The English language may be one of the casualties of Brexit as it emerged that no state other than the United Kingdom has registered it as a primary language among the 28 countries within the European Union.
English has been the top choice for European Union institutions but Britain's vote to leave the union last week could trigger a ban on its use.
"We have a regulation where every EU country has the right to notify one official language," Danuta Hubner, the Polish Member of European Parliament who heads the European Parliament's constitutional affairs committee, told a press conference in Brussels.
"The Irish have notified Gaelic and the Maltese have notified Maltese, so you have only the UK notifying English," she said in reference to the fact that English is in everyday use in member countries Ireland and Malta.
Hubner said that although English was the "dominant language" used by the EU civil servants and MEPs, in legal terms "if you do not have the UK, you do not have English", The Times reported.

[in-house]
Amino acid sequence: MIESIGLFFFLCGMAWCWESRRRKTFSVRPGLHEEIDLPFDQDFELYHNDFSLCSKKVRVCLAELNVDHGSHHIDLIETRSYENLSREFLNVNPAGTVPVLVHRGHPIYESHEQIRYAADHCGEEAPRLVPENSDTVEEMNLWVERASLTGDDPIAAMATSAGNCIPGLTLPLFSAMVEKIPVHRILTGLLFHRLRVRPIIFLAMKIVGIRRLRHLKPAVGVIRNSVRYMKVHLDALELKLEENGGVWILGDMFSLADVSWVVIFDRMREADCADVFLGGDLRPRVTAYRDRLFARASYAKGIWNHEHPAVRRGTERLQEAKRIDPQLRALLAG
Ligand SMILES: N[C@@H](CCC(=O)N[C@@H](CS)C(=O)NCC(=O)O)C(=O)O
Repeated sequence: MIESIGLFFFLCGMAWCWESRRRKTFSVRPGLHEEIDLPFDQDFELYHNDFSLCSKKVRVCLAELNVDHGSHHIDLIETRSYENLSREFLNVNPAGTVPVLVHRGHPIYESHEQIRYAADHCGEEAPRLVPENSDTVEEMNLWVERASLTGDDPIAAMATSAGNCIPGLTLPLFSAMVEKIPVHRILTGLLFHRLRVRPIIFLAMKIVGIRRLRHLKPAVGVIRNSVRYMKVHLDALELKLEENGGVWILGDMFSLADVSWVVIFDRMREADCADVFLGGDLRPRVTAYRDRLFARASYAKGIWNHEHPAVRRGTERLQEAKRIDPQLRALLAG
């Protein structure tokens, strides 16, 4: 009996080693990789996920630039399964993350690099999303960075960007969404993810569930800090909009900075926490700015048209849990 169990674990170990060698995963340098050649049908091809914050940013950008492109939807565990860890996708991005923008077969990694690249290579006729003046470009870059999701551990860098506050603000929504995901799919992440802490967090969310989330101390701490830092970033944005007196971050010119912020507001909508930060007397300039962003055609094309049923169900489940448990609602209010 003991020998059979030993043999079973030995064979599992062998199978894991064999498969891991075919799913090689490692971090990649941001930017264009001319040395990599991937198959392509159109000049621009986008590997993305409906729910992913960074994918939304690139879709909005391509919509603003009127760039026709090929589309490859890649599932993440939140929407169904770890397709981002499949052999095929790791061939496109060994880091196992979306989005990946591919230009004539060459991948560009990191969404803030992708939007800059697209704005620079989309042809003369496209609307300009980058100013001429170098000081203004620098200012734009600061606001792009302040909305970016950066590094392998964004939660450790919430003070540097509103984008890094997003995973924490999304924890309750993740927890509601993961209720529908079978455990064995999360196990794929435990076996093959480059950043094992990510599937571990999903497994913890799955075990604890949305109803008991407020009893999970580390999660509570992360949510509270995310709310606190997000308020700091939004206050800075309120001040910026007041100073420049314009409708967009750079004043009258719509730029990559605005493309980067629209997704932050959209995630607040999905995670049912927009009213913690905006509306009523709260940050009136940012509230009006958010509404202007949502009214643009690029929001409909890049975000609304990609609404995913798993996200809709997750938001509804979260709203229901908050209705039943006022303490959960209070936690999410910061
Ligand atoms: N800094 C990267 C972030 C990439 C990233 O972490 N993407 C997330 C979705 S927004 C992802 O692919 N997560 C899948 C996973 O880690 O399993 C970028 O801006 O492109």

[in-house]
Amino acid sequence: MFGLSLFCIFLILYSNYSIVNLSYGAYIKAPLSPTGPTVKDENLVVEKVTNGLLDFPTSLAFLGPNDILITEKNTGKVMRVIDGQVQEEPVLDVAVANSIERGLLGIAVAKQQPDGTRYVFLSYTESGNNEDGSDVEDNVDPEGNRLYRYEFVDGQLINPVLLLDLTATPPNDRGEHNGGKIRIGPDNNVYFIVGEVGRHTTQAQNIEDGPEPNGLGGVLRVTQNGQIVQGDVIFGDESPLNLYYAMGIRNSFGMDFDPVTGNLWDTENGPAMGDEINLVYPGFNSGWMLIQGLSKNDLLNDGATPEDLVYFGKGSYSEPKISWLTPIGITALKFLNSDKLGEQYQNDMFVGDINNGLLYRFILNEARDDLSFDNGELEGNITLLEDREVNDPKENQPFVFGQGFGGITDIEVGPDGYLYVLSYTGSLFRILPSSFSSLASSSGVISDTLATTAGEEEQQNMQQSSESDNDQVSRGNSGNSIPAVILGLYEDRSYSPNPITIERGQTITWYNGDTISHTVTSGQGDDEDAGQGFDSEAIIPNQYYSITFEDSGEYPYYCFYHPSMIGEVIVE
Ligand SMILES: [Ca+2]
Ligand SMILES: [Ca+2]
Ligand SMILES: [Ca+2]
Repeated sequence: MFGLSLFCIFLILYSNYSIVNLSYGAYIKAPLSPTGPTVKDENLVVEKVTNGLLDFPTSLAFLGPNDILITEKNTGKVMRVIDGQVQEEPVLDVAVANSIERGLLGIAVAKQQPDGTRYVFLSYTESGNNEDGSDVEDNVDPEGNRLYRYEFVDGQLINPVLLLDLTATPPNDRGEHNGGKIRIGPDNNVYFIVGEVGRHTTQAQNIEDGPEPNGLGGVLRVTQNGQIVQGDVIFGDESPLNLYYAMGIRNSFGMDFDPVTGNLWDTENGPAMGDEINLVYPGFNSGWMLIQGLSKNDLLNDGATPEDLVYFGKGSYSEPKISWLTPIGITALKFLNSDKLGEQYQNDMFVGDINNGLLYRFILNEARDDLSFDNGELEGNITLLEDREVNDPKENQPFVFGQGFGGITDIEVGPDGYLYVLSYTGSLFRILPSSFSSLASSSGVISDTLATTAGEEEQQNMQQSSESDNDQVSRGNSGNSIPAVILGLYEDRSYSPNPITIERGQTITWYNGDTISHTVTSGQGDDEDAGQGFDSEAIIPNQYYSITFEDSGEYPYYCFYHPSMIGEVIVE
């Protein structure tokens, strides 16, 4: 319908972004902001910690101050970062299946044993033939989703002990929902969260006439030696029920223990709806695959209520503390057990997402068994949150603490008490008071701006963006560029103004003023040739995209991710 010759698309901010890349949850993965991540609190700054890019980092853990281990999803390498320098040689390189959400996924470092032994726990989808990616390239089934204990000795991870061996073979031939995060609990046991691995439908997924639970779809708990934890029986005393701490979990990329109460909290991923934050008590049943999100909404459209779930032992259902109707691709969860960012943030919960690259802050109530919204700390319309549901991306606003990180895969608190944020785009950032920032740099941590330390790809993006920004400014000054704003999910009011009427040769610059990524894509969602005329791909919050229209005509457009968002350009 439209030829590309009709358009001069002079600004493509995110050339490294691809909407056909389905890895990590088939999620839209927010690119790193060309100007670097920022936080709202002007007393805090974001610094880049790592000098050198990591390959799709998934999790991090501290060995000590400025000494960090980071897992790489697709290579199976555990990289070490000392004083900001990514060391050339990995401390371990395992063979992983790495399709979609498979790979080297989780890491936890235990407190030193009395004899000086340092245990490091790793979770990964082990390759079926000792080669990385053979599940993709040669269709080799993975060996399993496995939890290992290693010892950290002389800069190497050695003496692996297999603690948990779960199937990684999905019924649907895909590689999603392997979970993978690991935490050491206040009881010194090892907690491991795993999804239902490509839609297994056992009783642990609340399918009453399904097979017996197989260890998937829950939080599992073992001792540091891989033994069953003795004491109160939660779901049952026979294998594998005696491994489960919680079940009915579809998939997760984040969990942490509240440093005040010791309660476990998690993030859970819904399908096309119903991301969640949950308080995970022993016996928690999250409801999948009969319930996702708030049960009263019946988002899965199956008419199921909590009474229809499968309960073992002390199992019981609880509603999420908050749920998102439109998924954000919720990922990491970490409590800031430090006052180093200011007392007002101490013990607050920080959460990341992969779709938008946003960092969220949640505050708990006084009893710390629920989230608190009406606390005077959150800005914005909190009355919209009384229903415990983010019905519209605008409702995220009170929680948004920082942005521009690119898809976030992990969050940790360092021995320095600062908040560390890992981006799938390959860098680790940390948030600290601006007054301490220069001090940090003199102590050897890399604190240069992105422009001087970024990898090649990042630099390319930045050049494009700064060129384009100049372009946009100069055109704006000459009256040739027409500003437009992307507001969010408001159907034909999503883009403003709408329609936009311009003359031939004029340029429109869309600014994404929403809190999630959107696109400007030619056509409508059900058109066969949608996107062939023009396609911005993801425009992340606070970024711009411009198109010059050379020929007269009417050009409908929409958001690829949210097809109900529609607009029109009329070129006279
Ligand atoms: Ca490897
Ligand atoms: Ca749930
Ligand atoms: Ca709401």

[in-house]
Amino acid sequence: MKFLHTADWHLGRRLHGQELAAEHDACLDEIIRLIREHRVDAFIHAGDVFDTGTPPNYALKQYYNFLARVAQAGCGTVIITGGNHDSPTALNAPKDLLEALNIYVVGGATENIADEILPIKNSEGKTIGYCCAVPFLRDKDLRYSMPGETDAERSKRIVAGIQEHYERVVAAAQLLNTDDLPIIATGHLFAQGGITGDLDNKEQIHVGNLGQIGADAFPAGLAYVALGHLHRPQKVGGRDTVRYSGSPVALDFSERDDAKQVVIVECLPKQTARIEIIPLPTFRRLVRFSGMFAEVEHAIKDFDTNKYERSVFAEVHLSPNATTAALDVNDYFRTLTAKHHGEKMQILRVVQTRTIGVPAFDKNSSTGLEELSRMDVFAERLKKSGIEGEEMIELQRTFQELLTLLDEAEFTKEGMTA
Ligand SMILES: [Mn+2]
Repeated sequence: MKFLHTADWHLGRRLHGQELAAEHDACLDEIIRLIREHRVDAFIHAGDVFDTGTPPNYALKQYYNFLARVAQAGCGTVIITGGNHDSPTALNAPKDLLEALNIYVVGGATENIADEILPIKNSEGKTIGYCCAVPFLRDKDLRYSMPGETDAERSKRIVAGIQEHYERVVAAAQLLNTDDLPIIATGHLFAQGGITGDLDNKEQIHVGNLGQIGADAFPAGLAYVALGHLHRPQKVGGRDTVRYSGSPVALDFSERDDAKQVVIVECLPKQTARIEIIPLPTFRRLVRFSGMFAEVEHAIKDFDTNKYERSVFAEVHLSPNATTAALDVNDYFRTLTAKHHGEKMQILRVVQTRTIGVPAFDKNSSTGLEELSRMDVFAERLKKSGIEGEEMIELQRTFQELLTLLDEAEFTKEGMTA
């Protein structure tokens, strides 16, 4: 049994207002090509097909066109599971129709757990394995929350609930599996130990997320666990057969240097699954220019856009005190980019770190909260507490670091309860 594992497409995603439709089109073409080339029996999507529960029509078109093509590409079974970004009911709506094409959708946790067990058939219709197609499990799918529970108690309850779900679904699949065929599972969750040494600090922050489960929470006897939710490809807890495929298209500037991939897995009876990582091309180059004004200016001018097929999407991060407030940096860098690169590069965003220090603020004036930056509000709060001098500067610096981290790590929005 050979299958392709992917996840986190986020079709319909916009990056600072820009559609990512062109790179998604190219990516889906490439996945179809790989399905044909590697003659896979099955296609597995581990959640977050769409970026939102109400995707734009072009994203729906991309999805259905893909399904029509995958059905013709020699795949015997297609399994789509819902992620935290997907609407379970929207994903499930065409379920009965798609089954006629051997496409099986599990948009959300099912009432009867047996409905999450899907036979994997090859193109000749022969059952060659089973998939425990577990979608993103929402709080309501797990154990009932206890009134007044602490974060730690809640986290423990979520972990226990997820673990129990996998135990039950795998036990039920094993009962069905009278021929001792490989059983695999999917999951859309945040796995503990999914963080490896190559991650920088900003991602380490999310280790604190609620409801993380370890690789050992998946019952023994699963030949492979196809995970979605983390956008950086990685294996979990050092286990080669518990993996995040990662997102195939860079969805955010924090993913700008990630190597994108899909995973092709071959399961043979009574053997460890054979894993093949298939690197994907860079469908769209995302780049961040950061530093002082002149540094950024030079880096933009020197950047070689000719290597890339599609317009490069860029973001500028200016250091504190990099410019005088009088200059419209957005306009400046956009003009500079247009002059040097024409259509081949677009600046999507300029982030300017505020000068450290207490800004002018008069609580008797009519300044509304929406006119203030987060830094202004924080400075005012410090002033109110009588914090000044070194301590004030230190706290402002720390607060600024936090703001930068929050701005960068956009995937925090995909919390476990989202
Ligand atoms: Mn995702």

Regulations would have to be changed to retain the language, requiring a unanimous vote from the 27 remaining states.
The EU has 24 official languages but for daily business, the European Commission and council of ministers use English, French and German.
Although English is the most popular foreign language in all but five European countries, French politicians have led calls since the Brexit vote for an end to its dominance.
However, the Germans are wary of allowing the French their way.
"We have a series of member states that speak English, and English is the world language which we all accept," said German EU commissioner Gunther Oettinger, before joking that if Scotland was to join separately, it could apply for English as their primary language.
EU documents and legal texts are translated into all 24 official languages of the bloc.
If English were to lose that status, Britons would have to do the translation themselves.
Image: The Union Jack (bottom) and the European Union flag are seen flying, at the border of Gibraltar with Spain, in the British overseas territory of Gibraltar, historically claimed by Spain, June 27, 2016, after Britain voted to leave the European Union in the EU Brexit referendum. Photograph: Jon Nazca/Reuters